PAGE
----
Many Ways to Serve
My friend Kate points out that in the original Lazarus story in the Gospel there are many different ways to be open/aware of others: “The rich man could have sent a servant to bring Lazarus food. Or he could have come out and talked to him and responded to him personally. Or he could have given him a place in his household. Or he could have given him a place at his table. Or he could have arranged for his care elsewhere. Or he could have just thrown a few coins his way whenever he left his gates. I’m pretty sure ANY of those responses would have spared him the punishment in the parable. The point is that he ignored all of the precepts of the prophets and scriptures to care for the poor even though there was an opportunity in front of him every day. None of us, regardless of personality, are exempt from the commandment to love others and to serve Christ in each person. But that can look very different.”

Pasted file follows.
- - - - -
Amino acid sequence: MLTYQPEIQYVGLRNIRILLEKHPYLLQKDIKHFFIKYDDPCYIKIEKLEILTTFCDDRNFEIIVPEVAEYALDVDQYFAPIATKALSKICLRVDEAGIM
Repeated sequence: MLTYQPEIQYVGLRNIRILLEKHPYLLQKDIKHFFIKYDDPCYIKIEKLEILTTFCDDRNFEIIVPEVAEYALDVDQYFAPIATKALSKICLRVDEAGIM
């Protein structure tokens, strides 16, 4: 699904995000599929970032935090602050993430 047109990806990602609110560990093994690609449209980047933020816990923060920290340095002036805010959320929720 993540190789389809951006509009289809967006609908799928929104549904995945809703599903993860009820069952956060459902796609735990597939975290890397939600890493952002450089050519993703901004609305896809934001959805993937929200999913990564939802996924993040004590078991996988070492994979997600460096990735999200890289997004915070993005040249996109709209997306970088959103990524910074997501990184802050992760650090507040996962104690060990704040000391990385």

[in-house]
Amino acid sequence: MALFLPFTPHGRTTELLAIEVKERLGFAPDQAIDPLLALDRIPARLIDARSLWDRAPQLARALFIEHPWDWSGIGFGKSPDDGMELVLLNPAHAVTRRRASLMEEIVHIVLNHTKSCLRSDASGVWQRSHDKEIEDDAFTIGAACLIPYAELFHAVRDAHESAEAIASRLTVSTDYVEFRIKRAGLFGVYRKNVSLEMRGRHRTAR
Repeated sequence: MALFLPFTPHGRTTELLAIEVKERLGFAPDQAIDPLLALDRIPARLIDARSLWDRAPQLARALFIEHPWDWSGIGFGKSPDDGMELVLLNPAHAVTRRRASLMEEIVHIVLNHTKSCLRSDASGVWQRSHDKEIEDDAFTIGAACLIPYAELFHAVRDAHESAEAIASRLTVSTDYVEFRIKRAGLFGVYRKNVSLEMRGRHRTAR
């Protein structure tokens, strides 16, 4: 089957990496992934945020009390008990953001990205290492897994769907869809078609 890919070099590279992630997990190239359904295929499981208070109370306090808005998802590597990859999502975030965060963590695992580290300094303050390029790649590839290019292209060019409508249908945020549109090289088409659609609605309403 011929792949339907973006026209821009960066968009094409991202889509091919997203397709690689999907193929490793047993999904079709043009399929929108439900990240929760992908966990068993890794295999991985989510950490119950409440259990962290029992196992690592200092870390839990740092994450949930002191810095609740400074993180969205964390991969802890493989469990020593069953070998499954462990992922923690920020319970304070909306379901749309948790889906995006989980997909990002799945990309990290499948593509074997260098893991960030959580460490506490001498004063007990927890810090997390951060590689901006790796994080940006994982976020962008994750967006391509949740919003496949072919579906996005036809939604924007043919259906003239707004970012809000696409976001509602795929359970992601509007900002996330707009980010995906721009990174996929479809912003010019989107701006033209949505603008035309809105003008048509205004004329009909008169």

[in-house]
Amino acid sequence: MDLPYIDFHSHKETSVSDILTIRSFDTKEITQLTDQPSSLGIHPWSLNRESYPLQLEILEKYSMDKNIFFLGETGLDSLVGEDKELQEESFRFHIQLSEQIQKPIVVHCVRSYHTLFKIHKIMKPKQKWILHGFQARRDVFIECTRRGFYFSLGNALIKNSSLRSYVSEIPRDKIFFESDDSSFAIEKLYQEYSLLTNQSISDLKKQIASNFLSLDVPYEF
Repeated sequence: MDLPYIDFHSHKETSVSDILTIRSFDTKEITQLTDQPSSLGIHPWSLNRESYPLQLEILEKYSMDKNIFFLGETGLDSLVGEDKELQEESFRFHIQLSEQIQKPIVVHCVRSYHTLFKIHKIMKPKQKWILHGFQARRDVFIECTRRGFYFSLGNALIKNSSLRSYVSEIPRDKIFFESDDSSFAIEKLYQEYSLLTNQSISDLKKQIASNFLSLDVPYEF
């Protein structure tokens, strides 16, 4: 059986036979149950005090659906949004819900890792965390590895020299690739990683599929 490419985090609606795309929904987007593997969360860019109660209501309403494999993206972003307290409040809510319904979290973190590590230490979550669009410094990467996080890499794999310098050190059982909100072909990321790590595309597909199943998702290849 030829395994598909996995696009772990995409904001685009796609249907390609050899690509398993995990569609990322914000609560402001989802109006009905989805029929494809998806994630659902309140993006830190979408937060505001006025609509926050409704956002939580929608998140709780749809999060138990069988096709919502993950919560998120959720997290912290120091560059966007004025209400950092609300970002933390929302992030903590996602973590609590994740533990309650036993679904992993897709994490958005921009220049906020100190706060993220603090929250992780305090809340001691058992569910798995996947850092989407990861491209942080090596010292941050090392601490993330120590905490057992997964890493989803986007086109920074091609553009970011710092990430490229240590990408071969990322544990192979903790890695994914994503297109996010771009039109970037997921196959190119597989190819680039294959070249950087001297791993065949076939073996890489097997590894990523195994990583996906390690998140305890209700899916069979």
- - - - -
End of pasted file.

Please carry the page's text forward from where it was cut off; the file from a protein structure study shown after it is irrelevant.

Packing for a vacation has no necessary connection with openness to others. I can fill my bag with books and pop in my headphones and still be sensitive to the needs of other people. It’s nice that some kids are ready to play ball with strangers at a moment’s notice or bring along games hoping to find new friends, but finding new friends isn’t really the same thing as noticing the Lazarus at our door, is it? I mean it can be, but that has to do more with an interior disposition to look for lonely children who need a friend. The child who packs without a thought to making new friends on vacation, could still be very open to helping others in need, it’s just that she is open to different ways of interacting with people or looking for different ways to serve others. And the child who brings the ball could just as easily be guilty of overlooking the lonely kid on the playground to hang out with the big noisy group of popular kids.